Bobby: For singers, learn to sing early from your diaphragm and not your throat. I almost wrecked my voice until I learned to do that. And listen to as much music as you can—all kinds of different styles. As for instrumentalists—since I’m also a drummer—I wish I’d learned to read better. I mean, I read, but I’m not a drop dead sight reader. It opens a lot of doors for you.
Norm: How many times in your career have you experienced rejection? How did they shape you?
Bobby: I’ve been rejected dozens of times. Cameo/Parkway records was my last gasp chance at a recording career. Decca, Columbia—all the other labels turned me down. I lost out on The Graduate role to Dustin Hoffman. If you have a lengthy career, things like that happen. You just throw everything you can at the wall and see what sticks. You can’t take it personally or you won’t last very long.
Norm: What were your goals and intentions in writing your autobiography, and how well do you feel you achieved them?
Bobby: For years, all my friends and fellow musicians have said to me, “Bob, you have the greatest stories I the world. You need to get this stuff down in print.” I think my co-author ad I (Allan Slutsky) did a good job of capturing that and the times I in which I worked. I’ve also become an advocate for organ donation since I’m grateful for the process that saved my life and I think that comes across in the book too.
Norm: Can you share a little about your book with our audience?
Bobby: The book is a really quick read. It moves like Maserati on a highway. I didn’t hide anything. There’s no dead spots. All my experiences with Sinatra, the mob, Ann-Margret and Bye Bye Birdie, the recording industry, legions of screaming fans when I was a teen idol, the whole teen magazine thing with Annette Funicello, Shelly Fabares and all the other debutantes I was rumoured to be having affairs with—I didn’t leave out anything. And then I opened up about my struggles with the bottle and my eventual double transplant surgery.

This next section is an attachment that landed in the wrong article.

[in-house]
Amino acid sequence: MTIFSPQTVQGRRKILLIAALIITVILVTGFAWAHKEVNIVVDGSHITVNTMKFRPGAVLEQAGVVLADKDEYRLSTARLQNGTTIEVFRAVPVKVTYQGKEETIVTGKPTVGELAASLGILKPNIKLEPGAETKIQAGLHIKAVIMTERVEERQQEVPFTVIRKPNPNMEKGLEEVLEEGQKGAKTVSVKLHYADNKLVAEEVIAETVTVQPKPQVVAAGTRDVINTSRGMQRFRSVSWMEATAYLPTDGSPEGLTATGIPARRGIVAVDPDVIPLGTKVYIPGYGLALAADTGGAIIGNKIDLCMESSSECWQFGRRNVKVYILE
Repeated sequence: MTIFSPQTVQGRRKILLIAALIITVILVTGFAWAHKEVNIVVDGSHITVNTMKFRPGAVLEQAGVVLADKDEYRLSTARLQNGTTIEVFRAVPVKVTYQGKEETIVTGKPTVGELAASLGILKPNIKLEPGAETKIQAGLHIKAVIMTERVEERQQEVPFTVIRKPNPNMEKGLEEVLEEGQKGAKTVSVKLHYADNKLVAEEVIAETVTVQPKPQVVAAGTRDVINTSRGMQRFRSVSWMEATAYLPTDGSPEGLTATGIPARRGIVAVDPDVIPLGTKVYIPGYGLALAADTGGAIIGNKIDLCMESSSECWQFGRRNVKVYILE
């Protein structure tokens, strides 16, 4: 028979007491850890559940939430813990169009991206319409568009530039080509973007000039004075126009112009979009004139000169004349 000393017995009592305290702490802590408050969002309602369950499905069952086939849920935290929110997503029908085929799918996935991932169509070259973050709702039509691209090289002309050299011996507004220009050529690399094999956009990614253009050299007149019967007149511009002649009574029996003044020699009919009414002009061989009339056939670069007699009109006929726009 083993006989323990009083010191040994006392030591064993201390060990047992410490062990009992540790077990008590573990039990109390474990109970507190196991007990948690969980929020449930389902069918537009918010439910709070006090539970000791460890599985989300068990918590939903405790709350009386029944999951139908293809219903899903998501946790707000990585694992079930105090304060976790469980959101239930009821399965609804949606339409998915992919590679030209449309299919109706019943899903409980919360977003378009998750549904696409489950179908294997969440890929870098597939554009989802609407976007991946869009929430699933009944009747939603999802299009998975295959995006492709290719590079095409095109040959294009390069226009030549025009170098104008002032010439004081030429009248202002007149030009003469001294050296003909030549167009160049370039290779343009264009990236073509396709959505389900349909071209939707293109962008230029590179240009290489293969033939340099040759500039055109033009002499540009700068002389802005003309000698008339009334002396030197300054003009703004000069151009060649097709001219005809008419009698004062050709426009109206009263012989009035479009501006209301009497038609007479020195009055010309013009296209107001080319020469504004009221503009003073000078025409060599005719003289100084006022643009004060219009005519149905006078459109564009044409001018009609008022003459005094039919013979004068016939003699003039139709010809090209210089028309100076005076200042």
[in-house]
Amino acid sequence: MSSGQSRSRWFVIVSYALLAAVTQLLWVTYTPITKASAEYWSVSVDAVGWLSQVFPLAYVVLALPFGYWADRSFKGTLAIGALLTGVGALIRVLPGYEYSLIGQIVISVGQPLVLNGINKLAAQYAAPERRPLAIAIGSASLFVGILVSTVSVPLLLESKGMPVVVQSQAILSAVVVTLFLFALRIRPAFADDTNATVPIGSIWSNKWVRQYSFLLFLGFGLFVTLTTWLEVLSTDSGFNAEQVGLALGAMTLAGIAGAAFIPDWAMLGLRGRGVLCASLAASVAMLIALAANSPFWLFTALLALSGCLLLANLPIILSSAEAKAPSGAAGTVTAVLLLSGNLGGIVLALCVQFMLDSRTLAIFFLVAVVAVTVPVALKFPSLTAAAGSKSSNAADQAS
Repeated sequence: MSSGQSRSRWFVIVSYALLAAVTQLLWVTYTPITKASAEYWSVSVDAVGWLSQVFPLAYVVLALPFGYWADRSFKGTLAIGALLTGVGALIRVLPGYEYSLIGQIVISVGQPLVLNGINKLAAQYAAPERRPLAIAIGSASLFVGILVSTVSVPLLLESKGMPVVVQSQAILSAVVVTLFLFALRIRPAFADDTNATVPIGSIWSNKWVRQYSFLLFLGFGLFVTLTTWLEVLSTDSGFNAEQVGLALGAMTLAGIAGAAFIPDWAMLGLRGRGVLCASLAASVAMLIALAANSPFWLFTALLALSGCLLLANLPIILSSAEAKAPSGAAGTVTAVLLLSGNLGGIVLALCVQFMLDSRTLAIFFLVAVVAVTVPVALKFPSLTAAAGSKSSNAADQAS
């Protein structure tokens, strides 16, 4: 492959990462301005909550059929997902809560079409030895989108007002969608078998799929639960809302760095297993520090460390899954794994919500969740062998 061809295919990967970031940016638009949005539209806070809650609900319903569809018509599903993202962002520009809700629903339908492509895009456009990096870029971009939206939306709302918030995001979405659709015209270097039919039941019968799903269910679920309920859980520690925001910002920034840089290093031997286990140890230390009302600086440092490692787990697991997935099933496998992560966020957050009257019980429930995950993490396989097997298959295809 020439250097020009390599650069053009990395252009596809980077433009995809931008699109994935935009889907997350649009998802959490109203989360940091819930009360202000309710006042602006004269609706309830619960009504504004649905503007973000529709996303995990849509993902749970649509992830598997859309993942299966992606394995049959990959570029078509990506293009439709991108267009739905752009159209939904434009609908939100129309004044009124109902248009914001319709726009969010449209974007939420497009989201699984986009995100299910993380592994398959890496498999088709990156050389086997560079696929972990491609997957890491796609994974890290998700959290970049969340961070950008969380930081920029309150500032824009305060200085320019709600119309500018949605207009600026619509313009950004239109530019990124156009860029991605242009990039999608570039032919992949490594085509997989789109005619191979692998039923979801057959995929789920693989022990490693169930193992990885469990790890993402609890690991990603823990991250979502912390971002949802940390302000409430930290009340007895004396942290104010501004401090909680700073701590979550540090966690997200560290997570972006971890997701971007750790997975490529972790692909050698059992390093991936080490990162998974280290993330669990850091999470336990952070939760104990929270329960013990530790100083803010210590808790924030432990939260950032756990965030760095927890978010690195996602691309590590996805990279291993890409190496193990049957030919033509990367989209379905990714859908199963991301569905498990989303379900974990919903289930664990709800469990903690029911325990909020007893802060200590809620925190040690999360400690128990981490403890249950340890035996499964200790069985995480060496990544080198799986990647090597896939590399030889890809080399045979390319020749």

Norm: What was the most difficult part of writing this book?
Bobby: Definitely reliving my first wife’s death from cancer. My inability to deal with Camille’s death was what started me on my drinking binge. The other was revealing all the issues I had with my mother, who was “Mommy Dearest” on steroids. She lived through my career and made my life hell. She knew nothing about show biz, but tried to call all the shots. The arguments were endless.
Norm: If a movie were to be made of your life, which actor would you like to play your part?
Bobby: That’s a tough one. An immediate reaction for a lot of people would be to suggest a current teen idol like Justin Beiber, but he’s nothing like me. I was a much different kind of person. It would have to be someone who has a distinct Italian vibe, has some pipes, is skinny as a rail, and has comedic talents. Oh, and he’d have to have a great pompadour.
Norm: What projects are you working on at the present and what do your plans for future projects include?
Bobby: I just finished doing a spot in a new Robert DeNiro film coming out called The Comedian. Other than that, it’s all about my new book, getting a film deal, and doing the concerts on my schedule, both my solo dates and the stuff with the Golden Boys (w/Frankie Avalon ad Fabian).
Norm: Where can our readers find out more about you and Teen Idol On The Rocks: A Tale Of Second Chances?
Bobby: The book is available at Barnes and Noble, Amazon.com and on my WEB SITE where you can get a personalized autograph version. We’ve already done a ton of PR so Teen Idol on the Rocks is all over the internet
Norm: As this interview draws to a close what one question would you have liked me to ask you? Please share your answer.
Bobby: Maybe it would be to ask, what keeps me going at 74? That’s simple: It’s all I’ve ever done since I was a young kid. When I can’t sing or entertain people anymore, then you can put me in a pie box. I still get antsy when I haven’t been on the stage in a while. I still love what I do and the people I perform for.
Norm: Thanks once again and good luck with all of your future endeavors